About 20,000 channel catfish have been stocked into 18 lakes and ponds throughout the state this week, the state Department of Energy and Environmental protection announced today.
This is the sixth year that DEEP has released catfish into state waters, and this year five new waterways received fish.
“Stocking catfish in urban areas will provide excellent family recreational opportunities close to home for many local residents,” DEEP Commissioner Daniel Esty said in a news release.
In eastern Connecticut, catfish were stocked in: Mohegan Park Pond in Norwich; Hopeville Pond in Griswold; Quinebaug Lake (Wauregan Reservoir) in Killingly; Lower Bolton Lake in Bolton; and Pattaconk Lake in Chester.
Mohegan Park Pond is one of the community fishing ponds that received 14- to 18-inch catfish weighing more than two pounds each. Hopeville Pond, Quinebaug Lake, Lower Bolton Lake and Pattaconk Lake all received 9- to 12-inch fish.
The catfish were obtained from commercial hatcheries in Arkansas, and this year about one third of the 14- to 18-inch fish were albinos that are white or peach colored, DEEP said in a news release.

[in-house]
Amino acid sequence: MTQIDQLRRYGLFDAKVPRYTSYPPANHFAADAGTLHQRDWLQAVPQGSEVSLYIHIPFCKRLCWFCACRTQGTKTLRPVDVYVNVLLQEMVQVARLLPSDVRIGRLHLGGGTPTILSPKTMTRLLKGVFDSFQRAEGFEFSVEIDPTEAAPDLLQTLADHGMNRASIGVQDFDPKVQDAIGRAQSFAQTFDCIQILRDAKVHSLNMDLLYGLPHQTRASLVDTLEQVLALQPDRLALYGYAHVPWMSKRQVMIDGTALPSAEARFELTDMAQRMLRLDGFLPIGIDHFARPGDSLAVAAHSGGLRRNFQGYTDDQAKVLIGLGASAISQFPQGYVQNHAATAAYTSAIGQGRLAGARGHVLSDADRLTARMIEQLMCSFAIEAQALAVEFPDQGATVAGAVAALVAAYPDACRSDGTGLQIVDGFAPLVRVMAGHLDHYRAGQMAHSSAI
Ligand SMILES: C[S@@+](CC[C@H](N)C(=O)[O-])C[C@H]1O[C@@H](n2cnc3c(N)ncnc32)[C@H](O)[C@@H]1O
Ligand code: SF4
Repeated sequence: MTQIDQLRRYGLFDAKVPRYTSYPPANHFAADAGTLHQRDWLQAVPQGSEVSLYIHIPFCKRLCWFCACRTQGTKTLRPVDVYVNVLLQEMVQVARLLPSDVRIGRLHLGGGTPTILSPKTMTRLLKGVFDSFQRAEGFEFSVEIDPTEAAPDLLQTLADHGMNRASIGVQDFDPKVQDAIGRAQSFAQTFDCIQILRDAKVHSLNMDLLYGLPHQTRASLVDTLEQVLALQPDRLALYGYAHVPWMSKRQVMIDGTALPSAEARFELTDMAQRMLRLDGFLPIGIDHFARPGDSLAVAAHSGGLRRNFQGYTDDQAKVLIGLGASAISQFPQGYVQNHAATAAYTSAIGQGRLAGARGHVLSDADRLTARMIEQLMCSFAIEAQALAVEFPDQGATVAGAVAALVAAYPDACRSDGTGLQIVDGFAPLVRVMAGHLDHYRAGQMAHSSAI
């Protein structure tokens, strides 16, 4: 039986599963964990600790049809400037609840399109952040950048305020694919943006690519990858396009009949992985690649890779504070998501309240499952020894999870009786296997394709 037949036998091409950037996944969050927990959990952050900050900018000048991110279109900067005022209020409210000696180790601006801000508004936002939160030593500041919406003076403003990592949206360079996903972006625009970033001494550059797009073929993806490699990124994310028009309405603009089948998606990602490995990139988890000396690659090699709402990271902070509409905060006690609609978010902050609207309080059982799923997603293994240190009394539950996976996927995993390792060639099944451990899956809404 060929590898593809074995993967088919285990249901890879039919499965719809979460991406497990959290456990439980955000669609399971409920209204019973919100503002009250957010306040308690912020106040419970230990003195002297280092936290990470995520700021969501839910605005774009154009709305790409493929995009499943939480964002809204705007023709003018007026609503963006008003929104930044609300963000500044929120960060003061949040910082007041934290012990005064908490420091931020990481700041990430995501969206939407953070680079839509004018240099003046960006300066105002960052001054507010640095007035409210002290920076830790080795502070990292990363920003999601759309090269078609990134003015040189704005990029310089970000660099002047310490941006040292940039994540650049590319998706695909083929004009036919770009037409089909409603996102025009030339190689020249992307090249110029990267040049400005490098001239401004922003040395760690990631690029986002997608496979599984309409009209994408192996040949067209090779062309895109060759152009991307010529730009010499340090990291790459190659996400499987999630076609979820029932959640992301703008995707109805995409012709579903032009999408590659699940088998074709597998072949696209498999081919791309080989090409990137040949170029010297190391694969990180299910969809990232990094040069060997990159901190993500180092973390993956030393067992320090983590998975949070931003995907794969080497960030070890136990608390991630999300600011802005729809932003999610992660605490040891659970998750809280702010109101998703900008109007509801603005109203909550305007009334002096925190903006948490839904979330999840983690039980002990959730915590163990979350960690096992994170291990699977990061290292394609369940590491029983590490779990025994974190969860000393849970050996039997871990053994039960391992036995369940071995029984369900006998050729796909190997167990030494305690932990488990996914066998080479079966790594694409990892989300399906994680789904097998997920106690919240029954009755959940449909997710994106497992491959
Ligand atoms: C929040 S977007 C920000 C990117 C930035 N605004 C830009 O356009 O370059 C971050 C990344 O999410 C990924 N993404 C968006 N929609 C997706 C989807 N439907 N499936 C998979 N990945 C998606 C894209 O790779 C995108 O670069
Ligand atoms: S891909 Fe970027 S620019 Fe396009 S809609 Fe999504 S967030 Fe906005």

“This DEEP program establishes channel catfish in lakes where we know there is sufficient forage to support a population of large game fish,” said Bill Hyatt, chief of DEEP’s Bureau of National Resources. “DEEP believes that the combination of a popular game fish stocked into waters that are selected based on scientific data is a winning combination. We’ve had great success using this approach to develop exciting fisheries for northern pike and walleye and now we’re looking forward to similar results with catfish.”
For fishing regulations and other information, visit: www.ct.gov/deep/anglersguide.